How to Cool a Burn: A Heat Transfer Point of View

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Abstract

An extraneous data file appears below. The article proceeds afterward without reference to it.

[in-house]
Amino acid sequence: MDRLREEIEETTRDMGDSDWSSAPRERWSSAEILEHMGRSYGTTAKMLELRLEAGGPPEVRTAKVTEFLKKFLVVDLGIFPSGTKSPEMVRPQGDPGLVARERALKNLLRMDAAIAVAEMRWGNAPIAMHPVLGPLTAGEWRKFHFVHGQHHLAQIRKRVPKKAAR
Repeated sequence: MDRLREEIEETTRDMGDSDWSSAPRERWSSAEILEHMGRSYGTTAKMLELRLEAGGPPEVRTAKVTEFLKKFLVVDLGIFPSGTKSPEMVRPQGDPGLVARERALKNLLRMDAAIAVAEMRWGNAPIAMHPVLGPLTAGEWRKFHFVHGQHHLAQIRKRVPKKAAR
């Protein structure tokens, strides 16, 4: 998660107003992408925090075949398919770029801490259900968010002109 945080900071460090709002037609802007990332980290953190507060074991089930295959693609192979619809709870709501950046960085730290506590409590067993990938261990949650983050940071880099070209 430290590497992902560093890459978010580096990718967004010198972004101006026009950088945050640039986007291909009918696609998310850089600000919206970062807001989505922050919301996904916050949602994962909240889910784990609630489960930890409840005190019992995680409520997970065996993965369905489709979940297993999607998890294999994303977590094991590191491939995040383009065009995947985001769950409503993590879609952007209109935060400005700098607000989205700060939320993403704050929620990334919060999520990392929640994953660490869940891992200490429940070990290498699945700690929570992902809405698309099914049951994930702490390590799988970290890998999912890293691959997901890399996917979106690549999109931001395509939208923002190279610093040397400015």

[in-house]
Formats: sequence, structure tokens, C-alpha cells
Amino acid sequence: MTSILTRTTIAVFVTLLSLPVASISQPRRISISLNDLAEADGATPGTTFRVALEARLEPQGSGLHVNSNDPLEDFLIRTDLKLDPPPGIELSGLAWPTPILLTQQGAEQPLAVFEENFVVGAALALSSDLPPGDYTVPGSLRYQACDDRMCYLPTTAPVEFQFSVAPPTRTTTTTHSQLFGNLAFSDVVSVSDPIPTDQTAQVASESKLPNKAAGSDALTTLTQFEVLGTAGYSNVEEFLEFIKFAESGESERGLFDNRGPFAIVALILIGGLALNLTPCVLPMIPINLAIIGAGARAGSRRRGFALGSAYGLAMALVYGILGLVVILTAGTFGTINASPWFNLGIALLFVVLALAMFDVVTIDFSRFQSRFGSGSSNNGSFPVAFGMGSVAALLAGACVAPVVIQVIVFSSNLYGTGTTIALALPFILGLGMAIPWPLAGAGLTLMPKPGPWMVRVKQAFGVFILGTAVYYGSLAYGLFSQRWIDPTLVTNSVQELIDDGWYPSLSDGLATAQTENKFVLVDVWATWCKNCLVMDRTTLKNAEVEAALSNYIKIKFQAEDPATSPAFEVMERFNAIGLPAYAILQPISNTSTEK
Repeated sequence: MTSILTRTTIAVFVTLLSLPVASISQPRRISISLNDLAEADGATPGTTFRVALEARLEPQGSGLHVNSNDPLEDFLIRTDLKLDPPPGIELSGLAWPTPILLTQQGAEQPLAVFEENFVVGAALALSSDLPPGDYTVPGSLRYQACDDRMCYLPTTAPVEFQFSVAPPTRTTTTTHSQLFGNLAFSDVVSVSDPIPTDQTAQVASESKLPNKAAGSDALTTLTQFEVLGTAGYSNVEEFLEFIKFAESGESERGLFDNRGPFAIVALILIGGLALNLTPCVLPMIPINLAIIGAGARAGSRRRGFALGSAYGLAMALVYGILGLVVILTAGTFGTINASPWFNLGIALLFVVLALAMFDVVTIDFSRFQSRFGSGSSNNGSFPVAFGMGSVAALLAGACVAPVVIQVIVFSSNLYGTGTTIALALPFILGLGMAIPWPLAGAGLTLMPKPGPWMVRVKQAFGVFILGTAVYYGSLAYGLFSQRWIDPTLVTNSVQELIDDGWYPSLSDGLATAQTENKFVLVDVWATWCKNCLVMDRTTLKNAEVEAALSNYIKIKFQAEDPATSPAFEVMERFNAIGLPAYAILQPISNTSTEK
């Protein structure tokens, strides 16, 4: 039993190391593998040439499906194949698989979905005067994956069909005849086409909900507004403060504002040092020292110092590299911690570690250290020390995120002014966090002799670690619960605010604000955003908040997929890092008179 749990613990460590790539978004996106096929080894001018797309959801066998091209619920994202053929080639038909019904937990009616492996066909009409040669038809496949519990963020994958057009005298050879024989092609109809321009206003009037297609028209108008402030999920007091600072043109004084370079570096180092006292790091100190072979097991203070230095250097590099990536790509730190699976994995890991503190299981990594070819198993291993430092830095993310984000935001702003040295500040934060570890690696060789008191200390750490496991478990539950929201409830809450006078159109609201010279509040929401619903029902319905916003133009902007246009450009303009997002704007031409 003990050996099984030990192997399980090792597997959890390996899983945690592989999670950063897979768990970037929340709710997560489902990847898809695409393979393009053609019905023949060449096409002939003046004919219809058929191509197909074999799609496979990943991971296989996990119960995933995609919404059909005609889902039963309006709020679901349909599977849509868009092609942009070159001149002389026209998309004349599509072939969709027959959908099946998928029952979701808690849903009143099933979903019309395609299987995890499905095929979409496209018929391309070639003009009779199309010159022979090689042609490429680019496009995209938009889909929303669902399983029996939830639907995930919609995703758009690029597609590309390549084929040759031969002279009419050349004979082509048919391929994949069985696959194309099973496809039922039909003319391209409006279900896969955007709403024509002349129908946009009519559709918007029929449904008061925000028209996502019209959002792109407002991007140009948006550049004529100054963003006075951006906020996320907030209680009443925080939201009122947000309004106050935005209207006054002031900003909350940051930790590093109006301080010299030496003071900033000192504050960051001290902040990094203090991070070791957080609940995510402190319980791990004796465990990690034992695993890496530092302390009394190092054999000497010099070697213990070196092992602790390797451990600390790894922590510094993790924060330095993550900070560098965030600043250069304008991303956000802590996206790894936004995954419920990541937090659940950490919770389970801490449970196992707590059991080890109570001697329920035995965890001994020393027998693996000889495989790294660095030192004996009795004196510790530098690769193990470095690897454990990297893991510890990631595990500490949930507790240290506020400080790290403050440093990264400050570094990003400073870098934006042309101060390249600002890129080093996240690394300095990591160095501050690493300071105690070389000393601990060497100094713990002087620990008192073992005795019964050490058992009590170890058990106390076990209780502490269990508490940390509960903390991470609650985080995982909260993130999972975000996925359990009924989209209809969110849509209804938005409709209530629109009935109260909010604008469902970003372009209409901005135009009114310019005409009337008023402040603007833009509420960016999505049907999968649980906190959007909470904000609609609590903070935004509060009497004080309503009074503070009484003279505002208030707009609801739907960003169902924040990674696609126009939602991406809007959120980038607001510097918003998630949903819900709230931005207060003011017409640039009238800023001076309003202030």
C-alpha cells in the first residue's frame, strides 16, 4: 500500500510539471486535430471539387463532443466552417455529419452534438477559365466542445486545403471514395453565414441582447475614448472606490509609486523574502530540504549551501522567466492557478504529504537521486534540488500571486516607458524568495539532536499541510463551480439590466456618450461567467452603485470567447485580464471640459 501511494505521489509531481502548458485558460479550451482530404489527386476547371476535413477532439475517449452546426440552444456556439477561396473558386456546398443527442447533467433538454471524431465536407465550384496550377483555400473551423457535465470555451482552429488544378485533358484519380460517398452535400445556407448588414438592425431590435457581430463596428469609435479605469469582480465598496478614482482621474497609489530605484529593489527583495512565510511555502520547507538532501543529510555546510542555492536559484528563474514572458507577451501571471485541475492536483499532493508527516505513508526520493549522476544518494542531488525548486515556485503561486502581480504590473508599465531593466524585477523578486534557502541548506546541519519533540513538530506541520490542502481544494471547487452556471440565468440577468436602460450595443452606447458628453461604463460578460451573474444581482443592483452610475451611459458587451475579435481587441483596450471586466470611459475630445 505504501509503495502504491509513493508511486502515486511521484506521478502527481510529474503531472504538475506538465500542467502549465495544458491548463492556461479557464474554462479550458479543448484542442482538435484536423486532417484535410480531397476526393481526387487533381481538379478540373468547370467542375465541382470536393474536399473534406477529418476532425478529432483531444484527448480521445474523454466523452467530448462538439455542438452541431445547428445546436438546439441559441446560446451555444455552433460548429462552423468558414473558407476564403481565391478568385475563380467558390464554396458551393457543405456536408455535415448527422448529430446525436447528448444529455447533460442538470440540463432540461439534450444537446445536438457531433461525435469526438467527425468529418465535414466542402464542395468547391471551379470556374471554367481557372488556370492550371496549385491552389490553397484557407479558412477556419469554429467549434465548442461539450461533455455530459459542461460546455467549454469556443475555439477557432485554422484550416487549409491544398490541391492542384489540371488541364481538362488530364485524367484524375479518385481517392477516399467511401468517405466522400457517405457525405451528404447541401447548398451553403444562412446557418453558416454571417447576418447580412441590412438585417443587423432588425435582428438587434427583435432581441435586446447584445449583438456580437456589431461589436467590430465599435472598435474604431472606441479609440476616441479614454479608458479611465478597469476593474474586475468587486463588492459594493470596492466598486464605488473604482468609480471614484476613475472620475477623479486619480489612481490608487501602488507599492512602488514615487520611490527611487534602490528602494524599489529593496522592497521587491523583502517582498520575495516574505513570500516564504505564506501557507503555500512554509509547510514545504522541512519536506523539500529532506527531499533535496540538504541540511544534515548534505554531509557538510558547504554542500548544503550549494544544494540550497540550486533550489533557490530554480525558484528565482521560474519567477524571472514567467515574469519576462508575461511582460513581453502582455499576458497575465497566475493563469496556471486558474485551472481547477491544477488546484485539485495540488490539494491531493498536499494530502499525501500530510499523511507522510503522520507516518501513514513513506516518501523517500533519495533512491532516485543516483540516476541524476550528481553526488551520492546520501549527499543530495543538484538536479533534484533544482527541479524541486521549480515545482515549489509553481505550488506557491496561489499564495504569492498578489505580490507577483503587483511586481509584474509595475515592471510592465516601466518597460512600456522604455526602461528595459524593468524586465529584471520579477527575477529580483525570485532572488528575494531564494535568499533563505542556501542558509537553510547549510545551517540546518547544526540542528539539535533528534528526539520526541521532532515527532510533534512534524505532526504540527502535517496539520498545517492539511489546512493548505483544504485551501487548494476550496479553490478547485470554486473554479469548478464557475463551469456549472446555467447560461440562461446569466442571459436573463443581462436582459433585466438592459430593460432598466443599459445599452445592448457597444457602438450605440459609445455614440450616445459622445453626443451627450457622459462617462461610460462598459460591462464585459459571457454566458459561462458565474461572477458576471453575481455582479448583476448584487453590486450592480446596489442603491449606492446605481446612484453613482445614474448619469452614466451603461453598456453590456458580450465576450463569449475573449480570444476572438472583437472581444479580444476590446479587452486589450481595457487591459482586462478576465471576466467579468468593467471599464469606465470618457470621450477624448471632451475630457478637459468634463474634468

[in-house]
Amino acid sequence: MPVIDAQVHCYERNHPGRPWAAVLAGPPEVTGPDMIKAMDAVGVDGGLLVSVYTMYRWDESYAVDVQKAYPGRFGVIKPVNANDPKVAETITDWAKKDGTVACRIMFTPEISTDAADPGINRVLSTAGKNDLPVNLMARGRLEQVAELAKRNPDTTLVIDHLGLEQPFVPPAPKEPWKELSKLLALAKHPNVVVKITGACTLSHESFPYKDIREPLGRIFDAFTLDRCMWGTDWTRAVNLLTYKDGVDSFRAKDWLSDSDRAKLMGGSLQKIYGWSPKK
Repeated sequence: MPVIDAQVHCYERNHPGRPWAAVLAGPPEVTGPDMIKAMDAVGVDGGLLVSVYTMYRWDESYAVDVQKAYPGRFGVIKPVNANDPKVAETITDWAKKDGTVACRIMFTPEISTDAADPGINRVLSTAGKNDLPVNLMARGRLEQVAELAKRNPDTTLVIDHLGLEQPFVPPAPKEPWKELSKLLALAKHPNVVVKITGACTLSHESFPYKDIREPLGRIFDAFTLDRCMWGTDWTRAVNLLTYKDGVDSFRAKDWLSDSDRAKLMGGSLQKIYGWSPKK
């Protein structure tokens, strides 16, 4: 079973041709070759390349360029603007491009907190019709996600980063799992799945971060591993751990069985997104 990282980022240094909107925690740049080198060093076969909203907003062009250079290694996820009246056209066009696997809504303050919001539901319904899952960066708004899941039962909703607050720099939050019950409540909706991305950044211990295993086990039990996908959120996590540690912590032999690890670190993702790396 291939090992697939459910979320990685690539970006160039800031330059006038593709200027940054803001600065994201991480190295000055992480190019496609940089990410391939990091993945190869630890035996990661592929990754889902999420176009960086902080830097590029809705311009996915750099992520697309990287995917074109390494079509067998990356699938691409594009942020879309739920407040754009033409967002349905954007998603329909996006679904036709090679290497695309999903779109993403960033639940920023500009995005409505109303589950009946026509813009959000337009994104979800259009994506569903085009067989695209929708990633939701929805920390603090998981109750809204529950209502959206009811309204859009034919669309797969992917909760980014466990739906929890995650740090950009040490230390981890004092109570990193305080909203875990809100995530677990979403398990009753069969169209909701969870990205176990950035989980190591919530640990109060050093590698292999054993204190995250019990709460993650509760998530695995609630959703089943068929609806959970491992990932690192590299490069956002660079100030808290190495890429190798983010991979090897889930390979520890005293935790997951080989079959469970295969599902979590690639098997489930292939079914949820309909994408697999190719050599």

The objective of this work is to develop and validate a numerical model that can conduct a transient analysis of heat transfer and the corresponding damage in skin burns. Once this model is developed, an examination of the effect of cooling on reducing damage from skin burns is carried out. A finite element numerical model is used to simulate the conduction of heat and the transient progress of irreversible injury in the skin. The damage function of Henriques and Moritz is used to model the damage that occurs in the skin during the burn and cooling periods. Numerical results are presented that describe the heat transfer during a skin burn. Comparison is made between different burns: a high-temperature, short-duration burn (99°C for 1 second) and a medium-temperature, long-duration burn (80°C for 15 seconds). Cooling parameters such as the nature of the cooling fluid, the duration of the cooling period, the temperature of the coolant fluid, and the delay between the termination of the burn and the initiation of the cooling therapy are examined. The authors find that the most influential way to significantly reduce the damage from a burn is to immediately cool the burn. In addition, it was found that cooling a burn for a prolonged period of time or with very cold water cannot be justified from purely a heat transfer point of view.

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